Restoring tropical forests through tree planting and selective plant removal can rapidly increase the speed at which they recover from logging, a new study says.
The research, published in Science, finds that logged tropical forests in Malaysia that were actively restored increased their ability to absorb carbon 50% faster than logged forests that were left to regenerate naturally.
Without any intervention, a tropical forest will typically take around 60 years to fully recover from a single logging event, the study estimates. With active restoration, this can be shortened to 40 years.
The findings “clearly demonstrate the value in protecting previously logged forests with respect to carbon storage, as well as for maintaining other ecosystem services and biodiversity”, the study’s lead author tells Carbon Brief.
Avoiding further deforestation and recovering lost forest will be key to meeting the world’s aim of keeping global warming to well below 2C above pre-industrial levels. That’s according to a major report on climate change and land released by the Intergovernmental Panel on Climate Change (IPCC) in 2019.
The new research looks into how humans could boost the recovery of degraded forests through active restoration. It was conducted in Sabah, Malaysia – a state on the island of Borneo that is a matrix of pristine, degraded and recovering tropical forest.
Map of primary forest (green), tree loss (pink) and gain (purple) from 2001-19 in Sabah, Malaysia. Credit: Global Forest Watch
The findings show that actively restoring forest through tree planting and selective plant removal can double the speed at which it recovers from logging, explains study lead author Dr Christopher Philipson, a forest ecologist from ETH Zurich, Switzerland and the University of Dundee, Scotland. He tells Carbon Brief:
“Areas that have undergone active restoration recovered 50% faster. If we assumed recovery to be linear, this result suggests that the reduction in carbon associated with a single logging event would be recovered to the same level as unlogged forest after 40 years with active restoration, as opposed to around 60 years if left to regenerate naturally.”
The study made use of more than 250 forest plots that were 0.83-17.45 square kilometres in size.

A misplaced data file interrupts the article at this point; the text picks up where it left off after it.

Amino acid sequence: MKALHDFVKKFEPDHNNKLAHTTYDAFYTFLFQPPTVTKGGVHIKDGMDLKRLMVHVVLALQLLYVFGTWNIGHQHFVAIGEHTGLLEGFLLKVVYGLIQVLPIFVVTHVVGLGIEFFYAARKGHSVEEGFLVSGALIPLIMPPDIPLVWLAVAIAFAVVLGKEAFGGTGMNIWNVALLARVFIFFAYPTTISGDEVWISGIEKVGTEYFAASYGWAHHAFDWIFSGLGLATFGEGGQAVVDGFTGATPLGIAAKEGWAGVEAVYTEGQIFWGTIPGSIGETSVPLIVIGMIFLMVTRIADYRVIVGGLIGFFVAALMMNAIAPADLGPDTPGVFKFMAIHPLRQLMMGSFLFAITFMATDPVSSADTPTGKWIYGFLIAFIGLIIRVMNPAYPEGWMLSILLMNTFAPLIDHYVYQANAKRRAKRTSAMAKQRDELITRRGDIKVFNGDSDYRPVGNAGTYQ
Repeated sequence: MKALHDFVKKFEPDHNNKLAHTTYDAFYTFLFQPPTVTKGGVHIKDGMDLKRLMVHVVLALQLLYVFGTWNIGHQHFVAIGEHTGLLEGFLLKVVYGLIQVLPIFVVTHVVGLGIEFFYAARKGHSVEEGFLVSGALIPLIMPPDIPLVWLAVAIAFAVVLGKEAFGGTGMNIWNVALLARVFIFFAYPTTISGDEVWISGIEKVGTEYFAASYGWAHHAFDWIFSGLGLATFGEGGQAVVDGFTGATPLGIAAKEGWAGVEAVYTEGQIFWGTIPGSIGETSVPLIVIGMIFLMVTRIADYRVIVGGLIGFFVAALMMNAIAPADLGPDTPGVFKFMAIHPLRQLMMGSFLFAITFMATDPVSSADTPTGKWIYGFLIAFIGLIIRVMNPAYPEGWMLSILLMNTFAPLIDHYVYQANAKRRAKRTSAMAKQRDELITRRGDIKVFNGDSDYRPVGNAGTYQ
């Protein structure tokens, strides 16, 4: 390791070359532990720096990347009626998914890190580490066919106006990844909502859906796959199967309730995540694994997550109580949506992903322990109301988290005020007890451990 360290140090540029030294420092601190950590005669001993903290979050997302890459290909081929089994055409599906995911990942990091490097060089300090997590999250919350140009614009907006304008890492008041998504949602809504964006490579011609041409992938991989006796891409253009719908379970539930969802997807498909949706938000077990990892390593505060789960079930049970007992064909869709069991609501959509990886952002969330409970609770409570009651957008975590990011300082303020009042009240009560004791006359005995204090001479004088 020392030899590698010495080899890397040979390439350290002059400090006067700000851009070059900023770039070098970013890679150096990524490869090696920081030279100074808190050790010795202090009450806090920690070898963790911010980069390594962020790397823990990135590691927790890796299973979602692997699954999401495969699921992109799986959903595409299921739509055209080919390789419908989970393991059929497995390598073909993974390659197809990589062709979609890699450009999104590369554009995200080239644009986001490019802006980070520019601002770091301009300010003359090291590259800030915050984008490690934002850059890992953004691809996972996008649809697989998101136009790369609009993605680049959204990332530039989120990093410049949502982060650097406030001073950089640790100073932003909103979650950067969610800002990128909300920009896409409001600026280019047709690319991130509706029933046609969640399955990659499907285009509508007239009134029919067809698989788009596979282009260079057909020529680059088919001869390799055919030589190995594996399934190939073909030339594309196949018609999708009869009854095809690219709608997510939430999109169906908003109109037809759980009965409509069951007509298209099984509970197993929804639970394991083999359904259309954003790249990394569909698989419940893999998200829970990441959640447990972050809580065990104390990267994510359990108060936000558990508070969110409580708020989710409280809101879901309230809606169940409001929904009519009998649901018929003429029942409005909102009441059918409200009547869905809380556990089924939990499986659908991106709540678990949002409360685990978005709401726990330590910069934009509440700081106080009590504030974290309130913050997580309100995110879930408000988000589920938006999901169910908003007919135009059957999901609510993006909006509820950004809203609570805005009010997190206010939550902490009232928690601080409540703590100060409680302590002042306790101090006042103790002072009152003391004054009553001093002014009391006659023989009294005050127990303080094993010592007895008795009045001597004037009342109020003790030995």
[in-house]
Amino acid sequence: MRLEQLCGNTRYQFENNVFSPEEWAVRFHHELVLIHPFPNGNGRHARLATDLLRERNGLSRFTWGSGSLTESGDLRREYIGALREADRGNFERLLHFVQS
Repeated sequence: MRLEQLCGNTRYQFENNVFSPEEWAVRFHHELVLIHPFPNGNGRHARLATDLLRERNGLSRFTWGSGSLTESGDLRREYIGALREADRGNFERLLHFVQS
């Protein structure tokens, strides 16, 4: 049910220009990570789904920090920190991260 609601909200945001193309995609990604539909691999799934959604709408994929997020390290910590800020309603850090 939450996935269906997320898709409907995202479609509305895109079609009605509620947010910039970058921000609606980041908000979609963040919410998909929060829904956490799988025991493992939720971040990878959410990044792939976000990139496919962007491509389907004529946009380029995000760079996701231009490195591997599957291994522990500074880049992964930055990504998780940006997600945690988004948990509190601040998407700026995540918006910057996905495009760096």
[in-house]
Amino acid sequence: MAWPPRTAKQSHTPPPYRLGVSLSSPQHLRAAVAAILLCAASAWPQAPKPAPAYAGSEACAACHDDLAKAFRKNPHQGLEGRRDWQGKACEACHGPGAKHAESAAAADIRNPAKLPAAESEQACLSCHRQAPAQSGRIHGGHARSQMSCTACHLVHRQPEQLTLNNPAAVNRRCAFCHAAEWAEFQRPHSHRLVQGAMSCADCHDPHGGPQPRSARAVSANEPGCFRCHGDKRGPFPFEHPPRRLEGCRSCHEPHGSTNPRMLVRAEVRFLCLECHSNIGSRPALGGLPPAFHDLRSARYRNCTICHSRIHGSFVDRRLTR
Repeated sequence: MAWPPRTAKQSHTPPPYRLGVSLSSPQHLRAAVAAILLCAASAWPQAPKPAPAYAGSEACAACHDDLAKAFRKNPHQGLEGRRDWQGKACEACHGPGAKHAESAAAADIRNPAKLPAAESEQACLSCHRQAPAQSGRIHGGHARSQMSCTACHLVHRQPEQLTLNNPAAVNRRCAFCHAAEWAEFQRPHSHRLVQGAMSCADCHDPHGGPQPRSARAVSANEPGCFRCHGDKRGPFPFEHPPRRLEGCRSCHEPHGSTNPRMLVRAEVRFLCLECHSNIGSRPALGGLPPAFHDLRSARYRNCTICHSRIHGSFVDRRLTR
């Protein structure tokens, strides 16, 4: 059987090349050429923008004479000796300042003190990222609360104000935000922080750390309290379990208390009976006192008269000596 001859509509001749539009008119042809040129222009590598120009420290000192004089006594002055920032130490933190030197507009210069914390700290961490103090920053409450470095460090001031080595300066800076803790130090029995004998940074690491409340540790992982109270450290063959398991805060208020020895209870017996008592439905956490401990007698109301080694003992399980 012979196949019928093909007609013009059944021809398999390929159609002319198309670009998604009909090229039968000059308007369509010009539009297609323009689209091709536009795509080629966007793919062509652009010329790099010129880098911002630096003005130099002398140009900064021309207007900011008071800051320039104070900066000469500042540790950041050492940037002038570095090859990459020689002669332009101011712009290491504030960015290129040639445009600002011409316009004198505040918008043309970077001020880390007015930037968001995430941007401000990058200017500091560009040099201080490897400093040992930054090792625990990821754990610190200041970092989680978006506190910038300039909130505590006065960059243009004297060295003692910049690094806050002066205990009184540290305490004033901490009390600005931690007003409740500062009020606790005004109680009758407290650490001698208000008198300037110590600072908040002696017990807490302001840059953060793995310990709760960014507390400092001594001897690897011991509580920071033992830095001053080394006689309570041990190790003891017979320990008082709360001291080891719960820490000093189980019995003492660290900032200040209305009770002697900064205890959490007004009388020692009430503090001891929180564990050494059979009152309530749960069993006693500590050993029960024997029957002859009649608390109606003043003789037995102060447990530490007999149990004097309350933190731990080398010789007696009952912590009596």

All of these forest plots were logged once at some point between 1972 and 1993. (Logging involves the cutting down of trees for timber production.)
From 1993 to 2004, restoration work was carried out in 35% of the plots. This involved the manual removal of climbing plants and the planting of seedlings of native tree species. (The seedlings were grown in a nursery for four to eight months prior to planting.) Study author Dr Glen Reynolds, director of the South East Asia Rainforest Research Programme (SEARRP), says:
“The restoration work involved cutting climbing plants that compete with young trees for access to light and nutrients and planting tree seedlings of important timber species.”
After this, researchers returned to the restoration sites up to four times a year to manually remove plants that might prevent the growing trees from receiving sunlight. They also applied fertilisers to each tree.
In the following years, the researchers returned to the plots undergoing restoration and those that had been left untouched to take tree thickness measurements. These measurements gave a picture of how much carbon is being taken up by each forest plot.
To validate their measurements, the researchers also used estimates of above-ground carbon taken by satellites.
The findings show that forest plots that had been actively restored recovered 50% faster than those that had been left to regenerate naturally.
During the 30 to 35 years after logging, the naturally regenerating forests absorbed carbon at a rate of 2.9 tonnes per hectare per year, the study finds.